Consider a mix of delivery methods, perhaps offering an initial group session that outlines the purpose of the training and its importance. Within that session, provide an overview of additional courses, which could be offered online. A later group session could reinforce concepts through exercises and interactions.

Aamar and Duke emphasized, “Flexibility and autonomy help employees fit the training into their work, increasing the likelihood that they’ll approach it with an open, receptive mind and retain the information.”

DEI Training Areas

The four training areas outlined in the webinar to promote DEI in healthcare included:

  • unconscious bias
  • respectful workplace behavior and communication
  • supervisor skills
  • targeted topics

Organizations should consider offering training in all these areas. Unconscious bias and respectful behavior and communication apply to everyone. Supervisor skills are critical to ensure broad adoption across the organization. Targeted topics address the unique problems and issues your workplace may be facing.

Initially, people may be at different stages of understanding the importance of DEI. Aamar and Duke conceded that some employees may never embrace DEI. The organization must make it clear that whether or not they agree, employees are expected to participate in the goals, practices, and training outlined for their positions. Putting together a fact sheet to explain key points could help, in addition to making sure all employees complete the training.

Providing Mentoring for New and Existing Employees

Mentoring is an effective way to provide personalized support for both the mentor and mentee and an effective way to promote DEI in healthcare.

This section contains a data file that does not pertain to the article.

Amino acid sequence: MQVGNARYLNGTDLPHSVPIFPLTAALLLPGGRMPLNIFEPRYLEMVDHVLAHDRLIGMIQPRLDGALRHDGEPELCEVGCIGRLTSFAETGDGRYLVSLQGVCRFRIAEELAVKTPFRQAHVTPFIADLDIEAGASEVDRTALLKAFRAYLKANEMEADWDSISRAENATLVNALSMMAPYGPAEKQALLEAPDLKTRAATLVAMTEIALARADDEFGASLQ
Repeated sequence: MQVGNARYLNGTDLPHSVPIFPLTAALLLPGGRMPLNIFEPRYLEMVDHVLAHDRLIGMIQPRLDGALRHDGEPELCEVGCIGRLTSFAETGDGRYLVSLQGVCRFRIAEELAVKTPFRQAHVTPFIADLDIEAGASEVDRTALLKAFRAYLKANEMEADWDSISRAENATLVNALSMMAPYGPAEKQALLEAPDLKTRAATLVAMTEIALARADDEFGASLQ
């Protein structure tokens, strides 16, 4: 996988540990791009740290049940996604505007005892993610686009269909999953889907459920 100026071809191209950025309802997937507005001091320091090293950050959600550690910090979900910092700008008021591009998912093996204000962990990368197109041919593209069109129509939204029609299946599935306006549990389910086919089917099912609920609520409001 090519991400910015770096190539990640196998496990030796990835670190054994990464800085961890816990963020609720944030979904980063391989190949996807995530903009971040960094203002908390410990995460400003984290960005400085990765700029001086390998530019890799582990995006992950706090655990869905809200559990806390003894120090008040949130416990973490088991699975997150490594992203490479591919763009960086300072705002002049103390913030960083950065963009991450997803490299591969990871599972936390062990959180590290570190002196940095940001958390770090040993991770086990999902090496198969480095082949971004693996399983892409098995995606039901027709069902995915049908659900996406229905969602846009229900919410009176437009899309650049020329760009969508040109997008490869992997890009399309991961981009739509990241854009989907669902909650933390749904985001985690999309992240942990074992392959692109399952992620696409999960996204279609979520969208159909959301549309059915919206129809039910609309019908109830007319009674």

Select Mentors Carefully

Be intentional when selecting mentors. Ideally, they should be solid performers with key attributes, including a positive attitude and patience. Prospective mentors also should be knowledgeable about the company and understand the program’s focus and specific goals.

Make Mentoring Voluntary

Aamar and Duke recommended making your mentoring program voluntary. They noted that anyone who is forced to participate (or feels they must participate to remain in good standing) likely won’t be as engaged as those who willingly volunteer. Make sure to ask whether participants are seeking to connect with someone from a specific identity or cultural group.

Determine Your Focus

Spend some time determining the focus of your mentoring program. Is the goal solely retention, or to increase organizational knowledge and skills? If it’s retention, you could match short-term employees with longer-term employees who can offer insights into how the organization works.

For skill building, potential participants could fill out a questionnaire detailing the skills they have, those they want to improve, and other goals for the program. Use the responses to make appropriate and beneficial mentoring matches.